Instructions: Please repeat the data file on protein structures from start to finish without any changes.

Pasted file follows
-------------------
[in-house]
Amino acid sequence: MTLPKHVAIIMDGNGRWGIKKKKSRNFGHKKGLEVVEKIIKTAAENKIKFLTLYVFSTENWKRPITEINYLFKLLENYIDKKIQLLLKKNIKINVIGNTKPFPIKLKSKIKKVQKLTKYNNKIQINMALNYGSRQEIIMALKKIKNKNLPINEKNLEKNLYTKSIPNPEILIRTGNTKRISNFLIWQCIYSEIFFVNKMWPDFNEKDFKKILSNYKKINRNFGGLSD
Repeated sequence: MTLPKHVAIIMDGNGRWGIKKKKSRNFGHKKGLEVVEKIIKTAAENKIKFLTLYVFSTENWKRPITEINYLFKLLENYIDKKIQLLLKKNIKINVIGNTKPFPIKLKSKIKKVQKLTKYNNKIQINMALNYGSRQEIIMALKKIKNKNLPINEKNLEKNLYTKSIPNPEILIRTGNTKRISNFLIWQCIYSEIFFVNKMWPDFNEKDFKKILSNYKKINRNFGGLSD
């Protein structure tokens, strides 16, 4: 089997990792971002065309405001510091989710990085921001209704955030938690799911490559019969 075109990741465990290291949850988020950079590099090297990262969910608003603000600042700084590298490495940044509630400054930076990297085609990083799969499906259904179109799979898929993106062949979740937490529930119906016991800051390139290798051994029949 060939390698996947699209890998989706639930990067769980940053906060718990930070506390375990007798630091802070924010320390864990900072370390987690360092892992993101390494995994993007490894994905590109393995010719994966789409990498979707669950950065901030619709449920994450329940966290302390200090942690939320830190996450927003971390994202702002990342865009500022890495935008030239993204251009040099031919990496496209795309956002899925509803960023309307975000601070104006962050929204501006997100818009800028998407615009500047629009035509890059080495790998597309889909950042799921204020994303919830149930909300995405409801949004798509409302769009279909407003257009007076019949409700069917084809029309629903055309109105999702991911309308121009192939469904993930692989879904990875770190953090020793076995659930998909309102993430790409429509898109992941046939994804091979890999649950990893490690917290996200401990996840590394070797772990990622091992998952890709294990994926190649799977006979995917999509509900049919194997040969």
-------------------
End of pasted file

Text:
[in-house]
Amino acid sequence: MTLPKHVAIIMDGNGRWGIKKKKSRNFGHKKGLEVVEKIIKTAAENKIKFLTLYVFSTENWKRPITEINYLFKLLENYIDKKIQLLLKKNIKINVIGNTKPFPIKLKSKIKKVQKLTKYNNKIQINMALNYGSRQEIIMALKKIKNKNLPINEKNLEKNLYTKSIPNPEILIRTGNTKRISNFLIWQCIYSEIFFVNKMWPDFNEKDFKKILSNYKKINRNFGGLSD
Repeated sequence: MTLPKHVAIIMDGNGRWGIKKKKSRNFGHKKGLEVVEKIIKTAAENKIKFLTLYVFSTENWKRPITEINYLFKLLENYIDKKIQLLLKKNIKINVIGNTKPFPIKLKSKIKKVQKLTKYNNKIQINMALNYGSRQEIIMALKKIKNKNLPINEKNLEKNLYTKSIPNPEILIRTGNTKRISNFLIWQCIYSEIFFVNKMWPDFNEKDFKKILSNYKKINRNFGGLSD
């Protein structure tokens, strides 16, 4: 089997990792971002065309405001510091989710990085921001209704955030938690799911490559019969 075109990741465990290291949850988020950079590099090297990262969910608003603000600042700084590298490495940044509630400054930076990297085609990083799969499906259904179109799979898929993106062949979740937490529930119906016991800051390139290798051994029949 060939390698996947699209890998989706639930990067769980940053906060718990930070506390375990007798630091802070924010320390864990900072370390987690360092892992993101390494995994993007490894994905590109393995010719994966789409990498979707669950950065901030619709449920994450329940966290302390200090942690939320830190996450927003971390994202702002990342865009500022890495935008030239993204251009040099031919990496496209795309956002899925509803960023309307975000601070104006962050929204501006997100818009800028998407615009500047629009035509890059080495790998597309889909950042799921204020994303919830149930909300995405409801949004798509409302769009279909407003257009007076019949409700069917084809029309629903055309109105999702991911309308121009192939469904993930692989879904990875770190953090020793076995659930998909309102993430790409429509898109992941046939994804091979890999649950990893490690917290996200401990996840590394070797772990990622091992998952890709294990994926190649799977006979995917999509509900049919194997040969």